Housekeeping. by Marilynne Robinson
You need to wear a warm coat to read Marilynne’s novel set in the freezing town of Fingerbone in Idaho as the narrator Ruthie describes the chill climate and its effects on its inhabitants, her, her sister Lucille and Sylvie their aunt in numbing detail. It’s a melancholy read but also rich in reflection and insight as Ruthie ponders on the connections between the elements, emotions and her attitudes to life and people. It’s filled with symbolism suggesting collapsed houses, floods, heavy snow decaying towns all reflect the potential for human failings in the face of life’s struggles. But cheer up as there’s dark humour as well when the sisters bunk off school and the sheriff attempts to adopt Ruthie.
The reviews concentrate on describing the story as “haunting” and “poetic” and using “Biblical language” and of the transient nature of the relationships between the female characters. All true, but at the core of Housekeeping is mental health and its effects on a family.
As Helen fails to cope with the disappearance of Reginald who deserts her she ends up struggling to make things work and finally commits suicide leaving her two daughters Ruthie and Lucille at the mercy of their grandmother and a succession of relatives including Sylvie who are all incapable of looking after them. Society also fails them although Lucille manages to extract herself from the chaotic life that Sylvie constructs and leaves her sister and aunt for a more normal family in Fingerbone.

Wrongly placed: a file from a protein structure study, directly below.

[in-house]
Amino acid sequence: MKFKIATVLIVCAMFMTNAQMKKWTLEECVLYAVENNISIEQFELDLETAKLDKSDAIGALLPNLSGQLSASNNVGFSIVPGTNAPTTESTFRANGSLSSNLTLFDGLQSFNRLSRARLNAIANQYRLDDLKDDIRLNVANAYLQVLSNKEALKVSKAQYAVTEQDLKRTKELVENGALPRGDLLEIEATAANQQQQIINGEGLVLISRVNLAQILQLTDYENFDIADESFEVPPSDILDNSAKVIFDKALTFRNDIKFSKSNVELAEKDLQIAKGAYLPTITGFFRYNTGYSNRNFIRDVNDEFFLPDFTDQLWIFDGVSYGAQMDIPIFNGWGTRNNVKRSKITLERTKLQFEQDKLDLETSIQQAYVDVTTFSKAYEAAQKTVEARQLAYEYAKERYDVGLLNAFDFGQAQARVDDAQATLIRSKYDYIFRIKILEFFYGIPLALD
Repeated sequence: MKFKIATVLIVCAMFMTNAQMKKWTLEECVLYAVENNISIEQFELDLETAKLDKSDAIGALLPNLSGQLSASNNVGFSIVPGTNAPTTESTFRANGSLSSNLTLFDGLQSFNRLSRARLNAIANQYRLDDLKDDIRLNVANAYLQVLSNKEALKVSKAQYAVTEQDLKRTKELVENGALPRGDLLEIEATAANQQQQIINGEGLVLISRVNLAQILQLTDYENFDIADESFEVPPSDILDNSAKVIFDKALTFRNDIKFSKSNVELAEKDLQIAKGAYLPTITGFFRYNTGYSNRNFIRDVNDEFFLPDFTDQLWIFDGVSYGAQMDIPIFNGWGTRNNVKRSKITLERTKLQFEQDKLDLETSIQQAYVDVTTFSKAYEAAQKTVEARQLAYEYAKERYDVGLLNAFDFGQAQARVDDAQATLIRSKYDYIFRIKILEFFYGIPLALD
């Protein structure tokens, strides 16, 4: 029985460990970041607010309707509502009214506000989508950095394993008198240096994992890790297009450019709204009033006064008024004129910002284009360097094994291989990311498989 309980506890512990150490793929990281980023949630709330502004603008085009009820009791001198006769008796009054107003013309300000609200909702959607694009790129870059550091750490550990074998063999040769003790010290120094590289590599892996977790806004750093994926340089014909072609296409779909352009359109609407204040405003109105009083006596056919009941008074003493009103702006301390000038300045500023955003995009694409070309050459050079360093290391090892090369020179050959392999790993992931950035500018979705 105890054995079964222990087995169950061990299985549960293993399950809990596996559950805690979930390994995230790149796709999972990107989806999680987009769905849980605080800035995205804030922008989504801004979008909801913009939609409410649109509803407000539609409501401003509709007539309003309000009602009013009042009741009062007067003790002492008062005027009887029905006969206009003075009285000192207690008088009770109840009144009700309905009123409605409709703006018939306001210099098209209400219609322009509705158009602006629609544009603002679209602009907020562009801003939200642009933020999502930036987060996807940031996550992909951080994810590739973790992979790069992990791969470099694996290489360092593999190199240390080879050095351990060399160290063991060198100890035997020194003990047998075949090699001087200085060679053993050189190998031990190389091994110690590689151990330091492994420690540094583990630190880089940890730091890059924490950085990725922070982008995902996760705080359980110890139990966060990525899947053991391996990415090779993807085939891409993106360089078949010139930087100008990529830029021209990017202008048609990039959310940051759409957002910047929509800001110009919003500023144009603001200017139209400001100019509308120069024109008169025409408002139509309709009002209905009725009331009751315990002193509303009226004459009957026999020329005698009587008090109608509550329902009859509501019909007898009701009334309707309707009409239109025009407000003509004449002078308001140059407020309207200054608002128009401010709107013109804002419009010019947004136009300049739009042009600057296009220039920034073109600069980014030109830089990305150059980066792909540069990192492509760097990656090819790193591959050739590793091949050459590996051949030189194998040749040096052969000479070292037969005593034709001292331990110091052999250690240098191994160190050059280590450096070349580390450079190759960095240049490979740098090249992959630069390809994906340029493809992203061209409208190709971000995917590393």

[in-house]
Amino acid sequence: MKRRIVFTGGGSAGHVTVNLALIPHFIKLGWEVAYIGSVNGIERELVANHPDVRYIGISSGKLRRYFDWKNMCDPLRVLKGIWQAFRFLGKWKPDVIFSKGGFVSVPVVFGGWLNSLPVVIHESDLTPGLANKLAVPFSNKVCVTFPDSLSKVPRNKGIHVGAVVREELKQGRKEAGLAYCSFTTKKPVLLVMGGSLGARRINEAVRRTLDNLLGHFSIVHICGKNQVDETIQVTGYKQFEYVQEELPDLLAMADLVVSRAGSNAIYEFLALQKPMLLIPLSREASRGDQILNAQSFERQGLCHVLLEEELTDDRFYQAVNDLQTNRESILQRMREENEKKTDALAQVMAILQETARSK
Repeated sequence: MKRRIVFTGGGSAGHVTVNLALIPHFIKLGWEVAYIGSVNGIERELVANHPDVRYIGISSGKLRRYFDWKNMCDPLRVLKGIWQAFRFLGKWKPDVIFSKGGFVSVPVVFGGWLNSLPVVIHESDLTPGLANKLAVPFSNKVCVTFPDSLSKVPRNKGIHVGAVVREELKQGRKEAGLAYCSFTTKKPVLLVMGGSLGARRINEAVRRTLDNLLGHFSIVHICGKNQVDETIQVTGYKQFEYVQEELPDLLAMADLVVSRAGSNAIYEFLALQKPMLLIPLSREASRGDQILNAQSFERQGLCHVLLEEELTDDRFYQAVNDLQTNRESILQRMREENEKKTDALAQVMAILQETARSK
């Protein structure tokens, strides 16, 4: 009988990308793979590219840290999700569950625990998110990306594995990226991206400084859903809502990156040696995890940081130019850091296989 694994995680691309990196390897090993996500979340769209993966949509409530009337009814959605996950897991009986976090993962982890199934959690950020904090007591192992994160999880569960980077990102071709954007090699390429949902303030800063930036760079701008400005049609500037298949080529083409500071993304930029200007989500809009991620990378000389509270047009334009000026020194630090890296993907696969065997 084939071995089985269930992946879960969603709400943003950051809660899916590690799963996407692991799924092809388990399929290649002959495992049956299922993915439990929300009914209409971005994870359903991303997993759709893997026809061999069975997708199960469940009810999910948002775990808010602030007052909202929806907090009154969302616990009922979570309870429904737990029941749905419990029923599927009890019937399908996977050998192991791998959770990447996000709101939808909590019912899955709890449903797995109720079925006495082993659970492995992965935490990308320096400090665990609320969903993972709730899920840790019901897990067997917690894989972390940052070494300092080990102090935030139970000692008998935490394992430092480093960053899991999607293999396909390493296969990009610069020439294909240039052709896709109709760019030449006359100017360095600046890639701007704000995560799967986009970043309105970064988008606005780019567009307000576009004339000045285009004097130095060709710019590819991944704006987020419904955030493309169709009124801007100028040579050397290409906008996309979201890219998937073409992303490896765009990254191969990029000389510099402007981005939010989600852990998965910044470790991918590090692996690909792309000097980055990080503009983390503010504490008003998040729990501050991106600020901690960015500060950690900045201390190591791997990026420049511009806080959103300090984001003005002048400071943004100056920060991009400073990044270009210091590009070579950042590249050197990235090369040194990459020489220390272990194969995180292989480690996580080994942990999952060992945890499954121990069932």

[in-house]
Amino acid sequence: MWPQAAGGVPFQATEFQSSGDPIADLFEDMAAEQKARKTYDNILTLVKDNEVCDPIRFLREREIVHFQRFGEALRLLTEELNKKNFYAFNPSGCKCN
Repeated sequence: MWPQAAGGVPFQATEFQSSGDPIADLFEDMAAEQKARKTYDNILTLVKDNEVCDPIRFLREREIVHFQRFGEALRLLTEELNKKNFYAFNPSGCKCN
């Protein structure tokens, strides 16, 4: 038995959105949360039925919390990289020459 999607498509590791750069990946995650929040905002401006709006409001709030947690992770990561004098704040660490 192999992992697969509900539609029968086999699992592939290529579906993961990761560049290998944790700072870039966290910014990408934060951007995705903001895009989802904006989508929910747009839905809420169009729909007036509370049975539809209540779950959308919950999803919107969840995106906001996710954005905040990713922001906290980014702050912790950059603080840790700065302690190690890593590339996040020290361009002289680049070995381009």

Things we learn from Housekeeping: it’s not about housekeeping but rather how not to keep a house as Sylvie’s hoarding instincts eventually result in the house being burnt to the ground.
Housekeeping magazine can be used to swat out a small fire and you can feed a family of 17 on a broth made from fir needles, bits of hair and finger nails and shoe leather.
Illegally jumping on railcars will bring the wrath of your local community on you, and dress making is very frustrating and when it won’t work chuck your attempt in the fire. Plus sitting by the edge of a lake all day is preferable to going to school. Brrr. So put on a coat, or sit by a fire and prepare for Robinson’s enjoyable and vividly atmospheric journey into Ruthie’s rags to rags not-coming-of-age story.
Harry Mottram. Four stars